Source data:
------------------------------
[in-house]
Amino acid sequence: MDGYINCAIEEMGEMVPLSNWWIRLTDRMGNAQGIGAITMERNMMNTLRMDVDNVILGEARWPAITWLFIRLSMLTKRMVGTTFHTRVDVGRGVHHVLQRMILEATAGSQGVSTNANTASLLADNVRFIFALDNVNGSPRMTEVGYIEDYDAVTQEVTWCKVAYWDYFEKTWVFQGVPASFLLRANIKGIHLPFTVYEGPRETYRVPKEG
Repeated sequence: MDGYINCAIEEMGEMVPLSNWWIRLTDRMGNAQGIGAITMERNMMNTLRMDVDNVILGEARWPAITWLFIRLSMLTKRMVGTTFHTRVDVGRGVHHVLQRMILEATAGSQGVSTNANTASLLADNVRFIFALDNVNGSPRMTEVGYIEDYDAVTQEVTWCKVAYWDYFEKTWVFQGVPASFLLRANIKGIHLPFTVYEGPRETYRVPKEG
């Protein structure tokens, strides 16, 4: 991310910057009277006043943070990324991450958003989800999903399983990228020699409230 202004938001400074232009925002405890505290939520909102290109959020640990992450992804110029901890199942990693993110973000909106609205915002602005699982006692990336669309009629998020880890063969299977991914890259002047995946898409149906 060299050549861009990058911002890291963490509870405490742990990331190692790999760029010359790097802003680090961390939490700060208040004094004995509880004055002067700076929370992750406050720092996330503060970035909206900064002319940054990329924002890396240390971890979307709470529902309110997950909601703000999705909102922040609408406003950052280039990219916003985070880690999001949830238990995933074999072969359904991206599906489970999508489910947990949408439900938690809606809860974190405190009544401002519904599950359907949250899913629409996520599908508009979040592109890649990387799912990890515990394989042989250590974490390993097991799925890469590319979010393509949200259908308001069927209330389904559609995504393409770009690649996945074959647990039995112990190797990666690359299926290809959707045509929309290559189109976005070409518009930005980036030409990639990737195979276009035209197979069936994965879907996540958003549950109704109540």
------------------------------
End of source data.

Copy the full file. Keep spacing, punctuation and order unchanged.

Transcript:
[in-house]
Amino acid sequence: MDGYINCAIEEMGEMVPLSNWWIRLTDRMGNAQGIGAITMERNMMNTLRMDVDNVILGEARWPAITWLFIRLSMLTKRMVGTTFHTRVDVGRGVHHVLQRMILEATAGSQGVSTNANTASLLADNVRFIFALDNVNGSPRMTEVGYIEDYDAVTQEVTWCKVAYWDYFEKTWVFQGVPASFLLRANIKGIHLPFTVYEGPRETYRVPKEG
Repeated sequence: MDGYINCAIEEMGEMVPLSNWWIRLTDRMGNAQGIGAITMERNMMNTLRMDVDNVILGEARWPAITWLFIRLSMLTKRMVGTTFHTRVDVGRGVHHVLQRMILEATAGSQGVSTNANTASLLADNVRFIFALDNVNGSPRMTEVGYIEDYDAVTQEVTWCKVAYWDYFEKTWVFQGVPASFLLRANIKGIHLPFTVYEGPRETYRVPKEG
């Protein structure tokens, strides 16, 4: 991310910057009277006043943070990324991450958003989800999903399983990228020699409230 202004938001400074232009925002405890505290939520909102290109959020640990992450992804110029901890199942990693993110973000909106609205915002602005699982006692990336669309009629998020880890063969299977991914890259002047995946898409149906 060299050549861009990058911002890291963490509870405490742990990331190692790999760029010359790097802003680090961390939490700060208040004094004995509880004055002067700076929370992750406050720092996330503060970035909206900064002319940054990329924002890396240390971890979307709470529902309110997950909601703000999705909102922040609408406003950052280039990219916003985070880690999001949830238990995933074999072969359904991206599906489970999508489910947990949408439900938690809606809860974190405190009544401002519904599950359907949250899913629409996520599908508009979040592109890649990387799912990890515990394989042989250590974490390993097991799925890469590319979010393509949200259908308001069927209330389904559609995504393409770009690649996945074959647990039995112990190797990666690359299926290809959707045509929309290559189109976005070409518009930005980036030409990639990737195979276009035209197979069936994965879907996540958003549950109704109540």